Curic had a different path to graduation. Two years ago, he attended Ryerson University and took business. However, he lived in Georgetown, Ont. and commuted every day for class, over an hour away from Ryerson by car, a decision that he described as a big mistake. Although university was great, Curic said it was not for him. He believes that for more many it is becoming clear that university is not the best option for everyone. He explains that college has caught up in a lot of aspects and has even been better in some programs, particularly in vocational and hands-on programs. 

He was searching for a college that had Heating, Refrigeration and Air Conditioning Technician (HRAC). It was between George Brown and Centennial for him.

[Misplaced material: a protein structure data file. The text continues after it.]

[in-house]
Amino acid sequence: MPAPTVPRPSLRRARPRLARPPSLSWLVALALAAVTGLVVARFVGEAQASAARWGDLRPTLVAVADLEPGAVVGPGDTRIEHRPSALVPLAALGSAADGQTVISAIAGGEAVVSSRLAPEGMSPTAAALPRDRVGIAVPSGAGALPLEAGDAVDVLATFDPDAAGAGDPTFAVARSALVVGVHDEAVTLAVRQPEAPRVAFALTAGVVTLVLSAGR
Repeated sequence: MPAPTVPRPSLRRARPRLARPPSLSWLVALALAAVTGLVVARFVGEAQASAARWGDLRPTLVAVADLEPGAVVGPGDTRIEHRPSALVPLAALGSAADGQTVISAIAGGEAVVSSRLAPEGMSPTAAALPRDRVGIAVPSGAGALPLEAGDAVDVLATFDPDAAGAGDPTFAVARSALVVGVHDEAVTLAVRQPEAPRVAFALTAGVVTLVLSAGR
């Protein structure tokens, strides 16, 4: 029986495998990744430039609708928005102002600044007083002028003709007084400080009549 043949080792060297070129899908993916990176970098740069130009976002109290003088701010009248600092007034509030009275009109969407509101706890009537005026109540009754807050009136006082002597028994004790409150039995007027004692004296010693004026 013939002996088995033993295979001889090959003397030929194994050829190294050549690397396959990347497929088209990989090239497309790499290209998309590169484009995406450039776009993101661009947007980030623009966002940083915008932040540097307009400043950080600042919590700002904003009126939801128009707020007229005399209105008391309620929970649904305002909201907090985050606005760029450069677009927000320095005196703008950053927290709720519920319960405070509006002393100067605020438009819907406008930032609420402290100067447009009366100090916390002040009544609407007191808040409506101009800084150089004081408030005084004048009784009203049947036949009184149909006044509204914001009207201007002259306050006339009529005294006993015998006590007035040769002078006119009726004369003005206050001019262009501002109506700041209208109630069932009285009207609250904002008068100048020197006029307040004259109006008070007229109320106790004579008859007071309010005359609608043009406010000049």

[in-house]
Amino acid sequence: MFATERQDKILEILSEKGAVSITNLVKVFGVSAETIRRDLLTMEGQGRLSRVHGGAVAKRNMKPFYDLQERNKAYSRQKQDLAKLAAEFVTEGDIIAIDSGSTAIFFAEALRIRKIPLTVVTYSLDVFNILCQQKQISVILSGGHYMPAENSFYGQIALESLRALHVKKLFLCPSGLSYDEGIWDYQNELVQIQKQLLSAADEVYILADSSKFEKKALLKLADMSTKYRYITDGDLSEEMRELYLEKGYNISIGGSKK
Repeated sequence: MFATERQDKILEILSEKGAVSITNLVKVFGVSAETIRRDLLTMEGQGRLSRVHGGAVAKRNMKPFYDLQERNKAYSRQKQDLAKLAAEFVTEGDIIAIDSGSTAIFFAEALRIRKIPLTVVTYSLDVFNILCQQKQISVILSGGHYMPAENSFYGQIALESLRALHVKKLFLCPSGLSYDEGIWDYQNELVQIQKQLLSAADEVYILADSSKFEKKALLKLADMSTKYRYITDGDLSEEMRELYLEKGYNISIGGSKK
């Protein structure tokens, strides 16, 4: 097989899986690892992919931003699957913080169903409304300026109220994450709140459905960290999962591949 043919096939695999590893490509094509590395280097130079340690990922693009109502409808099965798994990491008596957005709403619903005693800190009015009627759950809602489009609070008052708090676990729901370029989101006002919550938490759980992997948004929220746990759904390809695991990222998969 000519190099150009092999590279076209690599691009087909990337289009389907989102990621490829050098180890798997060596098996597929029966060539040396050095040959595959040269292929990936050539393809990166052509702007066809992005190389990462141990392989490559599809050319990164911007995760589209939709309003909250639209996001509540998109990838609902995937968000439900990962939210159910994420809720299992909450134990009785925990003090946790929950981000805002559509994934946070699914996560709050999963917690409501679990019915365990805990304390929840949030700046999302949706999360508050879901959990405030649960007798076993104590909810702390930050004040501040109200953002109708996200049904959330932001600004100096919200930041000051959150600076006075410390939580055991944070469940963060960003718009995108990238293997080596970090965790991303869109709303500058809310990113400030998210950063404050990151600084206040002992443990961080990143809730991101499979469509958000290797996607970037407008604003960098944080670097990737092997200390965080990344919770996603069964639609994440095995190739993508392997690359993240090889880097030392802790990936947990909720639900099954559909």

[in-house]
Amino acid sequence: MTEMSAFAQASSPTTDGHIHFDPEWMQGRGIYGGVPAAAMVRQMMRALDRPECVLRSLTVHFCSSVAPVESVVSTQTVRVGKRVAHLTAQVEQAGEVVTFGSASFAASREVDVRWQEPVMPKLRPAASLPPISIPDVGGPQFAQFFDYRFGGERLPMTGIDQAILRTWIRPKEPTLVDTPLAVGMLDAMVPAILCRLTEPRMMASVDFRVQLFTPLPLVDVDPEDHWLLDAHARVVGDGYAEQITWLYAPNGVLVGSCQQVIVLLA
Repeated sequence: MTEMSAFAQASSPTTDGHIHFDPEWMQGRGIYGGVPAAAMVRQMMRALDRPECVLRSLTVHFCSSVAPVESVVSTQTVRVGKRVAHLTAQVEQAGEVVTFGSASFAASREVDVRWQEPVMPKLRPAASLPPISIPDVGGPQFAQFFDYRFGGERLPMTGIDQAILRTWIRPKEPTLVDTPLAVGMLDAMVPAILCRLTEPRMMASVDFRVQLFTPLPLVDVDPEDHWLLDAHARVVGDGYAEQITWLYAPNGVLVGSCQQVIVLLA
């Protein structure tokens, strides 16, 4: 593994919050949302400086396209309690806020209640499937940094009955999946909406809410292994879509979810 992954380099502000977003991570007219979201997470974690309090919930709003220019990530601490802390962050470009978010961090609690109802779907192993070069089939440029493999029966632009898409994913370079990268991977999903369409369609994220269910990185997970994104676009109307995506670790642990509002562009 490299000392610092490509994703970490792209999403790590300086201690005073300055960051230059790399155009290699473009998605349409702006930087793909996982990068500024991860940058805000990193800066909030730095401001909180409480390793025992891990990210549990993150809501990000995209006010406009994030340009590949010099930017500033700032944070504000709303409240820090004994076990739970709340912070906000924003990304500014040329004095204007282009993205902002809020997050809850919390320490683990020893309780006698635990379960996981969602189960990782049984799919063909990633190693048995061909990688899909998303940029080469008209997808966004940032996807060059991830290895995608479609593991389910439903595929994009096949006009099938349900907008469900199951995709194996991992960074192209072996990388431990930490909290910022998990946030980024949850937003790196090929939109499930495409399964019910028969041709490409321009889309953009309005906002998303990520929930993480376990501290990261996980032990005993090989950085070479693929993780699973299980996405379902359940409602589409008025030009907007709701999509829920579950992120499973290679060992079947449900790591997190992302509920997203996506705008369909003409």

“I’m in HRAC. I think it’s a great program and a lot of people should get into it. The field is very open to the young people right now because the average age (for employees) is 55,” he said. “I went to George Brown and knew how (the downtown vibe) was,” Curic said. “Instead of downtown, (I decided to) go to Centennial and see how it is. Great choice, in my opinion.”

As for meeting Walwyn (LC) for the first time, he said his first memory of him was interesting, to say the least. Curic found out about Walwyn’s blunt attitude early, getting a forearm shiver from him in his first practice.

“LC was like, ‘Who is this guy,’” Curic said. “But he toughened me up in a good way, for sure.”

Leaving Centennial feels bittersweet for Curic when he looks back, especially with the team doing well and his program being great.